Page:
04 Dec 2006 13:39:10 GMT
Israeli minister moots Barghouthi release in deal
By Dan Williams
JERUSALEM, Dec 4 (Reuters) - Israel should consider freeing
jailed Palestinian lawmaker Marwan Barghouthi as part of a deal
that would return a captive soldier and curb violence in the West
Bank and Gaza, an Israeli cabinet minister said on Monday.
Israel has publicly ruled out clemency for Barghouthi, who
continues to be a top power-broker for the formerly dominant
Palestinian faction Fatah despite serving five life prison terms
for ordering deadly attacks in a 6-year-old Palestinian revolt.
But Environment Minister Gideon Ezra said Israel should
reconsider its policy if freeing Barghouthi would secure the
return of Corporal Gilad Shalit from the Gaza Strip and cement a
tentative truce declared last week in the tinderbox territory.
There has been growing speculation that Israel and its U.S. ally
could try to cultivate Barghouthi, who is very popular among
moderate Palestinians, as a potential counterweight to Hamas
Islamists that trounced Fatah in elections last January. Asked on
Israel Radio whether Barghouthi, 47, should be freed as has been
demanded by the Palestinian leadership, Ezra, a former security
chief, said: "The question is how big the (swap) deal would be,
and what the other side would promise."
"If the Palestinian Authority prevents arms smuggling in the
Philadelphi corridor (from Egypt to Gaza), then I am in favour,"
said Ezra. "If the Palestinian Authority promises to crush
terrorism, as it undertook to do, then I am in favour."
A spokeswoman for Prime Minister Ehud Olmert, who has been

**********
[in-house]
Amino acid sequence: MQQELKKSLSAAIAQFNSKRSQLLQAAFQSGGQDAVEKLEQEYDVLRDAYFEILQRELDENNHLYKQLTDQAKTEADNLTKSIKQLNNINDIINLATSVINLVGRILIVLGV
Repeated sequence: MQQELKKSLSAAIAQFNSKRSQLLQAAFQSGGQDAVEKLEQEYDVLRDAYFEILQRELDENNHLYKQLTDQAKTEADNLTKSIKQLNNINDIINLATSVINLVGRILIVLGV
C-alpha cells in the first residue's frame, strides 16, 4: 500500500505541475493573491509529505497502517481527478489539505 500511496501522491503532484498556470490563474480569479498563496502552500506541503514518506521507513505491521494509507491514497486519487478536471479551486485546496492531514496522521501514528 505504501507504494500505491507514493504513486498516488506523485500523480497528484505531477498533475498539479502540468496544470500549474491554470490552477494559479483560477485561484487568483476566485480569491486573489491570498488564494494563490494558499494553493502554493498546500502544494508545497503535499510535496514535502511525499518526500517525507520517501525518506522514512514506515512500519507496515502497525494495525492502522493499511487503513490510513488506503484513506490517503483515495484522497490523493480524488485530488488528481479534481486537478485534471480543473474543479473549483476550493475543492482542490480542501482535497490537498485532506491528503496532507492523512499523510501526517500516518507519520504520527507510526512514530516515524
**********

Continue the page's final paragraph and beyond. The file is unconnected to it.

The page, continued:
searching for a way to break the diplomatic deadlock since the
recent Lebanon war forced him to shelve a planned unilateral
redeployment in the West Bank, played down Ezra's statements.
"The prime minister has made it very clear that this subject has
not come up in the government," said spokeswoman Miri Eisin.
Having agreed a surprise Gaza truce on Nov. 26 with moderate
Palestinian President Mahmoud Abbas of Fatah, Olmert called for a
renewed peace process and said he would be willing to free many
prisoners -- including some who have served lengthy terms.
BARGHOUTHI A POPULAR MODERATE
Barghouthi was captured by Israeli troops during a West Bank
sweep in 2002, and jailed two years later following a highly
publicised trial in an open criminal court in Tel Aviv.
He has denied Israeli charges of masterminding attacks by Fatah's
militant al-Aqsa Martyrs Brigades which killed five people, but
has said Palestinians have the right to fight for independence in
territories captured by Israel in a 1967 war.
Unlike Fatah, Hamas advocates Israel's destruction, a stance that
has drawn a Western aid embargo since the Islamist group took
power in March. An internal Palestinian power struggle since then
has sparked fears of civil war.
Shalit's abduction by Hamas and other gunmen in a deadly June 25
raid across the Gaza border further stoked tensions.
Olmert at first rejected Hamas's demands for a prisoner swap and
ordered several military sweeps of Gaza, the first major
incursions by Israel since it quit the coastal strip last year.
But with no sign of Shalit, Palestinian rocket fire from Gaza an
almost daily occurrence, and international scrutiny on the
civilian toll from Israel's military operations mounting, Olmert
has recently signalled new flexibility.
Hamas wants 1,400 Palestinian prisoners, including leaders of
armed factions, freed in exchange for Shalit. Barghouthi's wife,
Fadwa, has said that his name appears on the list.
Hamas declined comment.
"Marwan Barghouthi is without a doubt someone who is important to
Fatah, and Fatah is on the ropes today and we should strengthen
Fatah if we want to strengthen Abu Mazen (Abbas)," Ezra told
(Additional reporting by Nidal al-Mughrabi in Gaza)
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